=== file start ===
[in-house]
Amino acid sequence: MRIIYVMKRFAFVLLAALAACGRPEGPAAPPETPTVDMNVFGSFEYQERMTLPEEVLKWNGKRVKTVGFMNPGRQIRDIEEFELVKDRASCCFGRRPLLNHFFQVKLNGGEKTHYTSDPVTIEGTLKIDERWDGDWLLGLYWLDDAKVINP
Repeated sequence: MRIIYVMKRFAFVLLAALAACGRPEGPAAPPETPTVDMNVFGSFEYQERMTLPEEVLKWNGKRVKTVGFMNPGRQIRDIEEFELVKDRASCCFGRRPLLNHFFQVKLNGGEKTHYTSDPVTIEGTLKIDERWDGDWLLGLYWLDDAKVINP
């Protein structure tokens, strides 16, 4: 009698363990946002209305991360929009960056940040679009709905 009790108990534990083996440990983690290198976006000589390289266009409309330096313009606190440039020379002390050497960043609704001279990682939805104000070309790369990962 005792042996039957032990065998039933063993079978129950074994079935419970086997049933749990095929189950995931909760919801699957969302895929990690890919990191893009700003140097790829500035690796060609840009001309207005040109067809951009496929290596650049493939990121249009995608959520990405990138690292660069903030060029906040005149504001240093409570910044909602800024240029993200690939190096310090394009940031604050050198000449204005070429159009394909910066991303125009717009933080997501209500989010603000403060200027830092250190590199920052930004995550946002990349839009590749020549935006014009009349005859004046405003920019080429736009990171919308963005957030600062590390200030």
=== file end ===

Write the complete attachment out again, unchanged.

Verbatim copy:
[in-house]
Amino acid sequence: MRIIYVMKRFAFVLLAALAACGRPEGPAAPPETPTVDMNVFGSFEYQERMTLPEEVLKWNGKRVKTVGFMNPGRQIRDIEEFELVKDRASCCFGRRPLLNHFFQVKLNGGEKTHYTSDPVTIEGTLKIDERWDGDWLLGLYWLDDAKVINP
Repeated sequence: MRIIYVMKRFAFVLLAALAACGRPEGPAAPPETPTVDMNVFGSFEYQERMTLPEEVLKWNGKRVKTVGFMNPGRQIRDIEEFELVKDRASCCFGRRPLLNHFFQVKLNGGEKTHYTSDPVTIEGTLKIDERWDGDWLLGLYWLDDAKVINP
């Protein structure tokens, strides 16, 4: 009698363990946002209305991360929009960056940040679009709905 009790108990534990083996440990983690290198976006000589390289266009409309330096313009606190440039020379002390050497960043609704001279990682939805104000070309790369990962 005792042996039957032990065998039933063993079978129950074994079935419970086997049933749990095929189950995931909760919801699957969302895929990690890919990191893009700003140097790829500035690796060609840009001309207005040109067809951009496929290596650049493939990121249009995608959520990405990138690292660069903030060029906040005149504001240093409570910044909602800024240029993200690939190096310090394009940031604050050198000449204005070429159009394909910066991303125009717009933080997501209500989010603000403060200027830092250190590199920052930004995550946002990349839009590749020549935006014009009349005859004046405003920019080429736009990171919308963005957030600062590390200030």